The key stakeholders working to Counter Violent Extremism in Nigeria’s Northeast, have urged Federal Government to refocus its Rehabilitation and Reintegration(R&R) Programmes to address the needs of both perpetrators and victims of Boko Haram insurgency rather than the current attention on repentant terrorists and suspects.
This was the outcome of the workshop in Abuja on the validation and public presentation of baseline findings of the survey on mechanisms in rehabilitation and Reintegration vis a vis legitimacy made available to journalists on Friday by the National Coordinator, West Africa Network for Peacebuilding (WANEP)-Nigeria, Mrs. Brigdet Osakwe.
The event was organised by the International Centre for Counter-Terrorism in collaboration (ICCT) and WANEP-Nigeria in collaboration with the Netherlands Organisation for Scientific Research with participants drawn from the Office of the Vice President, Nigeria police Force (NPF) , Office of the National Security Adviser (ONSA), Institute of Peace and Conflict Resolution (IPCR), Local Government, Traditional and Religious Council, CSOs, as well as women and youth leaders.
Osakwe stated that rehabilitation and reintegration was most crucial to women and vulnerable individuals who are mostly affected by violence across the world.
“Internally we are looking at women returnees, some women come back pregnant and then they have children. So how is the community accepting them and the women they came back with and we are very pertinent in that aspect of it. To this we are going to factor it very strongly in the report,” she said.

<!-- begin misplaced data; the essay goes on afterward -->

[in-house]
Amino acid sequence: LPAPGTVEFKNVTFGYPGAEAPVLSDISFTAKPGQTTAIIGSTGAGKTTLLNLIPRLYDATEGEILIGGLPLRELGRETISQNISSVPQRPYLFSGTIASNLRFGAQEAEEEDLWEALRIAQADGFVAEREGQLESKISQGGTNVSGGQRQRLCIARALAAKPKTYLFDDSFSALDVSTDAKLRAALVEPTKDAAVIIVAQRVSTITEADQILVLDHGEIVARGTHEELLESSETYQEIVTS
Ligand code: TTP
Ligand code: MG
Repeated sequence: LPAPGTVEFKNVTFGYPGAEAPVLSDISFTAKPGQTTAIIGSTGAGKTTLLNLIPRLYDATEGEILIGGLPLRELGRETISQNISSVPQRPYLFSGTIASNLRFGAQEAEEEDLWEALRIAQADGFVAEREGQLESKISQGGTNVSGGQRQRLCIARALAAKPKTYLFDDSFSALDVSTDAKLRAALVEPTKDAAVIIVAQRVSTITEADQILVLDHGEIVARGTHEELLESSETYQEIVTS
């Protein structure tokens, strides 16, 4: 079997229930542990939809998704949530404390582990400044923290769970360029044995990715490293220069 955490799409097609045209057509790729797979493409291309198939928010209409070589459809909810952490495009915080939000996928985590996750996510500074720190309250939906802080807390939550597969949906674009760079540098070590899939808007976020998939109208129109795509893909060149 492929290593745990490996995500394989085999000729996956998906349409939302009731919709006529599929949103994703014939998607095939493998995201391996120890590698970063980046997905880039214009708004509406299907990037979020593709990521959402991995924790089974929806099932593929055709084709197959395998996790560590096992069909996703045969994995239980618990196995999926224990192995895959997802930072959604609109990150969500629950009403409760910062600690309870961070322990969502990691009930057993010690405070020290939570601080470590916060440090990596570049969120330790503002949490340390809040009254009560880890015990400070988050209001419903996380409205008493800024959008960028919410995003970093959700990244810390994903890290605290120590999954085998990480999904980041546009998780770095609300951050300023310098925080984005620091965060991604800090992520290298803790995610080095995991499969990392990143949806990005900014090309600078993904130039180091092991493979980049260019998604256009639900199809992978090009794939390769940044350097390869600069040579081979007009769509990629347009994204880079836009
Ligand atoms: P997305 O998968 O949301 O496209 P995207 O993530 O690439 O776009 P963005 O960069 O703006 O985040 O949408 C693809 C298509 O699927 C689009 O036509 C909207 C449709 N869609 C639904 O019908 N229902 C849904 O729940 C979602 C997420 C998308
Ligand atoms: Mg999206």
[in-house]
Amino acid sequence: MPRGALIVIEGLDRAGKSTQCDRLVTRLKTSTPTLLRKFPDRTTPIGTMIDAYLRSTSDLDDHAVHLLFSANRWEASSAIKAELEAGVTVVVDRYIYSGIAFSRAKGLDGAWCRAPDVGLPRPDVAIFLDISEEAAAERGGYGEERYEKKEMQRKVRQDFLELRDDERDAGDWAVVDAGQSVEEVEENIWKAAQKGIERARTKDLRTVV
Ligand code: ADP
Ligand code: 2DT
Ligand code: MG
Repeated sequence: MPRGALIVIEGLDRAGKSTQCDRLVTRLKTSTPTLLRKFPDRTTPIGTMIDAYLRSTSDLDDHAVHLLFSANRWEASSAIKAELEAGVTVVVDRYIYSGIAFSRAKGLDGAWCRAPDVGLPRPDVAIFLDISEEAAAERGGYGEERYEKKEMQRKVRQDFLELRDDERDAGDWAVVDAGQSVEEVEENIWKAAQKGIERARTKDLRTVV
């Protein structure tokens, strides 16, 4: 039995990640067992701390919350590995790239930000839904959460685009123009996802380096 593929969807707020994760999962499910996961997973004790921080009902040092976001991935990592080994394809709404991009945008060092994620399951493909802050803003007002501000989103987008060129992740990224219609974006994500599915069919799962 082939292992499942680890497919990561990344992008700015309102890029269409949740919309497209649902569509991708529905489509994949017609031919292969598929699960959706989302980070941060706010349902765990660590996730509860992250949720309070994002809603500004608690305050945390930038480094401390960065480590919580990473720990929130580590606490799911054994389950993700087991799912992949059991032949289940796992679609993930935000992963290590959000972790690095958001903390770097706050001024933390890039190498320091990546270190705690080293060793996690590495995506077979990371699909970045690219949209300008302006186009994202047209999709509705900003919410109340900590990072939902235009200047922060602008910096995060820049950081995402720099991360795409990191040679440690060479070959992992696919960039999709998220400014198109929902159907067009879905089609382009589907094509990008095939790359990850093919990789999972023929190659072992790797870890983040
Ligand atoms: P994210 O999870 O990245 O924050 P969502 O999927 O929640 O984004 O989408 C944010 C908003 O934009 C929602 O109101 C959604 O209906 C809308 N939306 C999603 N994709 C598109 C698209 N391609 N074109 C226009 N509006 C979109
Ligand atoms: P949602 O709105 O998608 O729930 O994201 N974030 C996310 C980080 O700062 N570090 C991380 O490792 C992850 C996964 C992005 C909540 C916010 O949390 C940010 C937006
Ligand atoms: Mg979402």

In the same vein a researcher at the WANEP, Ms. Isioma Nkemakolam, said the stakeholders noted that the focus of R&R initiatives was solely on the perpetrator, while the rights of victims and citizens were placed in competition with the rights of former extremists.
Nkemakolam said the stakeholders called for a community-based, victim-centered approach to R&R.
In Countering Violent Extremism ( CVE), She urged government to ensure all ratified international and regional legal instruments are incorporated in any R&R framework.
Nkemakolam also called on government to work in close cooperation with NGOs and CSOs in the development and implementation of national R&R frameworks.
Further, Nkemakolam explained that the stakeholders expressed concern that unemployment poverty, apathy to the plight of the people, and poor education had contributed to the rise of violent extremism in Nigeria’s North East (NE) region.
She said, “Politicians in the North East region have leveraged religion as a tool to recruit the unemployed, and that such politicians had been complicit in the arming of Boko Haram.
To this end, she stressed the need to empower the youth to be economically independent. According to her, when youths are gainfully employed, the chances of them being used as perpetrators of violence will greatly reduce.
Nkemakolam also urged Stakeholders to take responsibility for ensuring that perpetrators of violence were held accountable for their actions.
‘This should be done through the strengthening of judicial and legal processes,” she said.